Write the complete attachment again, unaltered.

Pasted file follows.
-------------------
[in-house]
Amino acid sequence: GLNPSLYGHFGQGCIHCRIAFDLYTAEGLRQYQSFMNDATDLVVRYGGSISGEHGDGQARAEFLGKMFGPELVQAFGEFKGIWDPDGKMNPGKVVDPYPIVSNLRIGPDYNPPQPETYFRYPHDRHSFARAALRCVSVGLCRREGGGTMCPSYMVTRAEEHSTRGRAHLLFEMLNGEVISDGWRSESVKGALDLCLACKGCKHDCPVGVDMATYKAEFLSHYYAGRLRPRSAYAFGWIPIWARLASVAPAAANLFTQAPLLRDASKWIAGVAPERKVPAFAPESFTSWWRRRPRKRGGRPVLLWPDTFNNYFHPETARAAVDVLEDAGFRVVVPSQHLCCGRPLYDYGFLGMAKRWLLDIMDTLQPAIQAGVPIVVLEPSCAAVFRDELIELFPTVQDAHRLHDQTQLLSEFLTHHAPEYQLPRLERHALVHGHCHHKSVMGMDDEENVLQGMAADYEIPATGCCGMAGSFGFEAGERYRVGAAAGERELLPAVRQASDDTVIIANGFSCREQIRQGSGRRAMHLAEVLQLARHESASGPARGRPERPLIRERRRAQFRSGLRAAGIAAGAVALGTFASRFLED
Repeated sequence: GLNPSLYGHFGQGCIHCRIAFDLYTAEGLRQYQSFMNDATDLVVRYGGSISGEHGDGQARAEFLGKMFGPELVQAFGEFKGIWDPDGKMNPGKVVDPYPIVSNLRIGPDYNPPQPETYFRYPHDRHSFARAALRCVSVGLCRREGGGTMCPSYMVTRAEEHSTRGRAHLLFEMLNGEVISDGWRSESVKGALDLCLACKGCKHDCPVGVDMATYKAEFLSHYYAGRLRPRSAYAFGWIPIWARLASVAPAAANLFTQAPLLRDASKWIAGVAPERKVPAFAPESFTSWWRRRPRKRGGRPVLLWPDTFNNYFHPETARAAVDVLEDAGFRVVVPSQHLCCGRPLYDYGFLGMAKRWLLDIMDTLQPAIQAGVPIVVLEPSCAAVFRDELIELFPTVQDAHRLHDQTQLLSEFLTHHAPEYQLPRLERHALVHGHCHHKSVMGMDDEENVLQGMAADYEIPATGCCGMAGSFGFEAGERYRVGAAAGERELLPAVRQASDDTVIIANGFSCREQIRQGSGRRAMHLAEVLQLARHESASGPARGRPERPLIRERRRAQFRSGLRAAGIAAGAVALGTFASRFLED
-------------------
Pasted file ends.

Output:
[in-house]
Amino acid sequence: GLNPSLYGHFGQGCIHCRIAFDLYTAEGLRQYQSFMNDATDLVVRYGGSISGEHGDGQARAEFLGKMFGPELVQAFGEFKGIWDPDGKMNPGKVVDPYPIVSNLRIGPDYNPPQPETYFRYPHDRHSFARAALRCVSVGLCRREGGGTMCPSYMVTRAEEHSTRGRAHLLFEMLNGEVISDGWRSESVKGALDLCLACKGCKHDCPVGVDMATYKAEFLSHYYAGRLRPRSAYAFGWIPIWARLASVAPAAANLFTQAPLLRDASKWIAGVAPERKVPAFAPESFTSWWRRRPRKRGGRPVLLWPDTFNNYFHPETARAAVDVLEDAGFRVVVPSQHLCCGRPLYDYGFLGMAKRWLLDIMDTLQPAIQAGVPIVVLEPSCAAVFRDELIELFPTVQDAHRLHDQTQLLSEFLTHHAPEYQLPRLERHALVHGHCHHKSVMGMDDEENVLQGMAADYEIPATGCCGMAGSFGFEAGERYRVGAAAGERELLPAVRQASDDTVIIANGFSCREQIRQGSGRRAMHLAEVLQLARHESASGPARGRPERPLIRERRRAQFRSGLRAAGIAAGAVALGTFASRFLED
Repeated sequence: GLNPSLYGHFGQGCIHCRIAFDLYTAEGLRQYQSFMNDATDLVVRYGGSISGEHGDGQARAEFLGKMFGPELVQAFGEFKGIWDPDGKMNPGKVVDPYPIVSNLRIGPDYNPPQPETYFRYPHDRHSFARAALRCVSVGLCRREGGGTMCPSYMVTRAEEHSTRGRAHLLFEMLNGEVISDGWRSESVKGALDLCLACKGCKHDCPVGVDMATYKAEFLSHYYAGRLRPRSAYAFGWIPIWARLASVAPAAANLFTQAPLLRDASKWIAGVAPERKVPAFAPESFTSWWRRRPRKRGGRPVLLWPDTFNNYFHPETARAAVDVLEDAGFRVVVPSQHLCCGRPLYDYGFLGMAKRWLLDIMDTLQPAIQAGVPIVVLEPSCAAVFRDELIELFPTVQDAHRLHDQTQLLSEFLTHHAPEYQLPRLERHALVHGHCHHKSVMGMDDEENVLQGMAADYEIPATGCCGMAGSFGFEAGERYRVGAAAGERELLPAVRQASDDTVIIANGFSCREQIRQGSGRRAMHLAEVLQLARHESASGPARGRPERPLIRERRRAQFRSGLRAAGIAAGAVALGTFASRFLED